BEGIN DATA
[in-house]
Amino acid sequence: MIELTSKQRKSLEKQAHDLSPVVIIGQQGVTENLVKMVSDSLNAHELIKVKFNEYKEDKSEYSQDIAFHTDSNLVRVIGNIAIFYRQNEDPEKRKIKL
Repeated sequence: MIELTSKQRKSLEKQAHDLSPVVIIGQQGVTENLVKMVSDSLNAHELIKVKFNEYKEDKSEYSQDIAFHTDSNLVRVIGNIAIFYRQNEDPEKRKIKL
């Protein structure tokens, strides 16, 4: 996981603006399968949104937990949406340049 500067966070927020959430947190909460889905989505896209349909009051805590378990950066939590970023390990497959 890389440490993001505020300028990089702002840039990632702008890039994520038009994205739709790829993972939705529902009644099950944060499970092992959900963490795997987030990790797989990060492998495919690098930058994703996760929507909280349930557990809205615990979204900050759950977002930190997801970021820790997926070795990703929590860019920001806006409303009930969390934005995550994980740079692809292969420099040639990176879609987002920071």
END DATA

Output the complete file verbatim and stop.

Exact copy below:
[in-house]
Amino acid sequence: MIELTSKQRKSLEKQAHDLSPVVIIGQQGVTENLVKMVSDSLNAHELIKVKFNEYKEDKSEYSQDIAFHTDSNLVRVIGNIAIFYRQNEDPEKRKIKL
Repeated sequence: MIELTSKQRKSLEKQAHDLSPVVIIGQQGVTENLVKMVSDSLNAHELIKVKFNEYKEDKSEYSQDIAFHTDSNLVRVIGNIAIFYRQNEDPEKRKIKL
């Protein structure tokens, strides 16, 4: 996981603006399968949104937990949406340049 500067966070927020959430947190909460889905989505896209349909009051805590378990950066939590970023390990497959 890389440490993001505020300028990089702002840039990632702008890039994520038009994205739709790829993972939705529902009644099950944060499970092992959900963490795997987030990790797989990060492998495919690098930058994703996760929507909280349930557990809205615990979204900050759950977002930190997801970021820790997926070795990703929590860019920001806006409303009930969390934005995550994980740079692809292969420099040639990176879609987002920071």